Certification and Licensure

Upon completion of residency, aspiring Hospitalists must pass the United States Medical Licensing Examination (USMLE) or the Comprehensive Osteopathic Medical Licensing Examination (COMLEX) to become licensed physicians. Additionally, they may choose to become board certified in their chosen specialty by passing an exam administered by the American Board of Internal Medicine (ABIM), the American Board of Family Medicine (ABFM), or the American Board of Pediatrics (ABP). Hospitalists can also earn certification specifically in Hospital Medicine through the ABIM's Focused Practice in Hospital Medicine (FPHM) program. This certification recognizes the unique skills and knowledge required for practicing Hospital Medicine and can enhance a Hospitalist's professional standing and career prospects.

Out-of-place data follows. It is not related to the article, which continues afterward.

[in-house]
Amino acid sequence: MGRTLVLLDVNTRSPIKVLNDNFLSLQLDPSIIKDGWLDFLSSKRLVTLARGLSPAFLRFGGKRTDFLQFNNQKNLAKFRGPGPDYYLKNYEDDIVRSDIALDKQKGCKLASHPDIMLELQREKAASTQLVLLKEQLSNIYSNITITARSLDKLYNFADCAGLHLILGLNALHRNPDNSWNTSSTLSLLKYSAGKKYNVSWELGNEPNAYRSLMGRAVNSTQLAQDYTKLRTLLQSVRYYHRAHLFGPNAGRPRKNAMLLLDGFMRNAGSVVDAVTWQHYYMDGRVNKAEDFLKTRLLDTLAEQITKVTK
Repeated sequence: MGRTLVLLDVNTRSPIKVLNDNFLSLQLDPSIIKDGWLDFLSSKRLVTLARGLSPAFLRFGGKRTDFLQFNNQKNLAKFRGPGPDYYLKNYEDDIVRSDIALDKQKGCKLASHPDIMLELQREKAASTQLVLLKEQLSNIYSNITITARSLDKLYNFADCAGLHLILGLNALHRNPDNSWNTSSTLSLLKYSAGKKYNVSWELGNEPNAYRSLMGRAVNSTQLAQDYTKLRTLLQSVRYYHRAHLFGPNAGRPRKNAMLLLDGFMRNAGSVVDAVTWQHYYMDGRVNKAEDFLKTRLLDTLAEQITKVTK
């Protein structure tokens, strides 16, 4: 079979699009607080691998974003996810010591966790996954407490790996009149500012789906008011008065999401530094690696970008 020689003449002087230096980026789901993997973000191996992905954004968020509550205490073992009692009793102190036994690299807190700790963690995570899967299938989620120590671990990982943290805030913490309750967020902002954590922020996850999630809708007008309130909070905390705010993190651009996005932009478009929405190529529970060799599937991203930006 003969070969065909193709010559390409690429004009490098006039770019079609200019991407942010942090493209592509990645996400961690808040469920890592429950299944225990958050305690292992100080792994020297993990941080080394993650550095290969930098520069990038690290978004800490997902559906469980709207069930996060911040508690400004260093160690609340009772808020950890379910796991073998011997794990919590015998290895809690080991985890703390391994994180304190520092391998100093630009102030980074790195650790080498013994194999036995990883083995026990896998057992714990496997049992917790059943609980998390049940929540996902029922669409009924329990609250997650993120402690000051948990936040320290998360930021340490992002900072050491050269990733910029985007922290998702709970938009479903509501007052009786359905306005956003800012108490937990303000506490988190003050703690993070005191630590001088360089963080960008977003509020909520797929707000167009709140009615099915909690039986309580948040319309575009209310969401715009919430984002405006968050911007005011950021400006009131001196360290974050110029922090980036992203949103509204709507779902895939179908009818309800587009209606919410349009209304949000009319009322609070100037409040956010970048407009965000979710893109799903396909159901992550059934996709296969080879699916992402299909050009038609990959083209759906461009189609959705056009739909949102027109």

Career Advancement Opportunities

Hospitalists have numerous opportunities for career advancement. They may choose to take on leadership roles within their hospital or health system, such as becoming a Chief Hospitalist or Director of Hospital Medicine. Alternatively, they may pursue academic careers as educators and researchers at medical schools and teaching hospitals. Hospitalists may also choose to further specialize in areas like Hospitalist Procedure Medicine, which involves performing common bedside procedures, or Palliative Care, which focuses on improving the quality of life for patients with serious illnesses.

Job Outlook and Salary